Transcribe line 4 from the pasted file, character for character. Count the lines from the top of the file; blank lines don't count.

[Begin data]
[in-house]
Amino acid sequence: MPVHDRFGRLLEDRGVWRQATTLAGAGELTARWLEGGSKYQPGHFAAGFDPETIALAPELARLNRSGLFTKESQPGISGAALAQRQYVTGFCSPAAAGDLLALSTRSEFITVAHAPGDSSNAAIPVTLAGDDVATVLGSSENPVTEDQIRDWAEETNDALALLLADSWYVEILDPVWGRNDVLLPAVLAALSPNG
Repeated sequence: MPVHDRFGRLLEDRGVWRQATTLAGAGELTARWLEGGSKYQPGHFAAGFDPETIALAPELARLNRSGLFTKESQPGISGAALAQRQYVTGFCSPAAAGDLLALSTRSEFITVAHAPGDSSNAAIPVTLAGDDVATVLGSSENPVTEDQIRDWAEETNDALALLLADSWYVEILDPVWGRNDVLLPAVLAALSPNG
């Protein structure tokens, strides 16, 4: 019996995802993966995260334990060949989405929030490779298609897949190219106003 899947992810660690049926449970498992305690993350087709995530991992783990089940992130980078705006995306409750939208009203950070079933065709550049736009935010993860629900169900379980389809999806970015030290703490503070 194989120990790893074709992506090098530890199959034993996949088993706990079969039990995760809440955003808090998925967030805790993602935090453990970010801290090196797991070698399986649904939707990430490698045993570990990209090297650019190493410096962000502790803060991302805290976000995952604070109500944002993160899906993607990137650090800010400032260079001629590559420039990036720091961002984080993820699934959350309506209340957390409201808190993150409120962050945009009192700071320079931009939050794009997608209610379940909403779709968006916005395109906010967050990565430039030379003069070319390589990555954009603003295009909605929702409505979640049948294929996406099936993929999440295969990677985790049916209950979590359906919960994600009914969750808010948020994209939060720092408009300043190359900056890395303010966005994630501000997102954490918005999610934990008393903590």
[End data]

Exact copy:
């Protein structure tokens, strides 16, 4: 019996995802993966995260334990060949989405929030490779298609897949190219106003 899947992810660690049926449970498992305690993350087709995530991992783990089940992130980078705006995306409750939208009203950070079933065709550049736009935010993860629900169900379980389809999806970015030290703490503070 194989120990790893074709992506090098530890199959034993996949088993706990079969039990995760809440955003808090998925967030805790993602935090453990970010801290090196797991070698399986649904939707990430490698045993570990990209090297650019190493410096962000502790803060991302805290976000995952604070109500944002993160899906993607990137650090800010400032260079001629590559420039990036720091961002984080993820699934959350309506209340957390409201808190993150409120962050945009009192700071320079931009939050794009997608209610379940909403779709968006916005395109906010967050990565430039030379003069070319390589990555954009603003295009909605929702409505979640049948294929996406099936993929999440295969990677985790049916209950979590359906919960994600009914969750808010948020994209939060720092408009300043190359900056890395303010966005994630501000997102954490918005999610934990008393903590």